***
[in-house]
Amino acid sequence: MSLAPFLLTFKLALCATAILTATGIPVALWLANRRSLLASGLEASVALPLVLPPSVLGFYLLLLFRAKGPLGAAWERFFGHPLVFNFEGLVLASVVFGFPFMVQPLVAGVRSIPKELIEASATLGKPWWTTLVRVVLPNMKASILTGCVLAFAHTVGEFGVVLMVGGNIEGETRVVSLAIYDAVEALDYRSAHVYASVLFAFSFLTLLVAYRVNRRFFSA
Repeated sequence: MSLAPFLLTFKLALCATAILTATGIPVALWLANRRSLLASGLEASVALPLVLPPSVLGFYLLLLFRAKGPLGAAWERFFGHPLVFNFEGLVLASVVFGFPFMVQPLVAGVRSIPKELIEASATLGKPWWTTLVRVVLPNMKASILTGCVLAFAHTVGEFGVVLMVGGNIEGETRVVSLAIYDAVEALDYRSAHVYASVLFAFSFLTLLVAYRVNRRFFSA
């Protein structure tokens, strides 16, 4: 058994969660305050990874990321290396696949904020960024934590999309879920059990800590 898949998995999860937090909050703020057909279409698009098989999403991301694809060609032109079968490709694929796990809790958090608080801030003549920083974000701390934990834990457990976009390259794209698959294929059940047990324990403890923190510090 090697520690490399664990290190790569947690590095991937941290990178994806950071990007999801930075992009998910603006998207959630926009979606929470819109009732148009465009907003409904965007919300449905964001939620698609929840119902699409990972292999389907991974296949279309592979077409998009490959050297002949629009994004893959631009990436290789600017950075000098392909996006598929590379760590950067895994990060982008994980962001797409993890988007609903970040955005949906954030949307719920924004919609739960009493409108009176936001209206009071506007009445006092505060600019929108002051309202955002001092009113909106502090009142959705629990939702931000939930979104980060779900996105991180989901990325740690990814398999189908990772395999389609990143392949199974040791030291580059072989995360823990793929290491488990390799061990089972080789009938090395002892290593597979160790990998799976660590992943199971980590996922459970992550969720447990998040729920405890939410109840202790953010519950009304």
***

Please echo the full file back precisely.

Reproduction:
[in-house]
Amino acid sequence: MSLAPFLLTFKLALCATAILTATGIPVALWLANRRSLLASGLEASVALPLVLPPSVLGFYLLLLFRAKGPLGAAWERFFGHPLVFNFEGLVLASVVFGFPFMVQPLVAGVRSIPKELIEASATLGKPWWTTLVRVVLPNMKASILTGCVLAFAHTVGEFGVVLMVGGNIEGETRVVSLAIYDAVEALDYRSAHVYASVLFAFSFLTLLVAYRVNRRFFSA
Repeated sequence: MSLAPFLLTFKLALCATAILTATGIPVALWLANRRSLLASGLEASVALPLVLPPSVLGFYLLLLFRAKGPLGAAWERFFGHPLVFNFEGLVLASVVFGFPFMVQPLVAGVRSIPKELIEASATLGKPWWTTLVRVVLPNMKASILTGCVLAFAHTVGEFGVVLMVGGNIEGETRVVSLAIYDAVEALDYRSAHVYASVLFAFSFLTLLVAYRVNRRFFSA
């Protein structure tokens, strides 16, 4: 058994969660305050990874990321290396696949904020960024934590999309879920059990800590 898949998995999860937090909050703020057909279409698009098989999403991301694809060609032109079968490709694929796990809790958090608080801030003549920083974000701390934990834990457990976009390259794209698959294929059940047990324990403890923190510090 090697520690490399664990290190790569947690590095991937941290990178994806950071990007999801930075992009998910603006998207959630926009979606929470819109009732148009465009907003409904965007919300449905964001939620698609929840119902699409990972292999389907991974296949279309592979077409998009490959050297002949629009994004893959631009990436290789600017950075000098392909996006598929590379760590950067895994990060982008994980962001797409993890988007609903970040955005949906954030949307719920924004919609739960009493409108009176936001209206009071506007009445006092505060600019929108002051309202955002001092009113909106502090009142959705629990939702931000939930979104980060779900996105991180989901990325740690990814398999189908990772395999389609990143392949199974040791030291580059072989995360823990793929290491488990390799061990089972080789009938090395002892290593597979160790990998799976660590992943199971980590996922459970992550969720447990998040729920405890939410109840202790953010519950009304």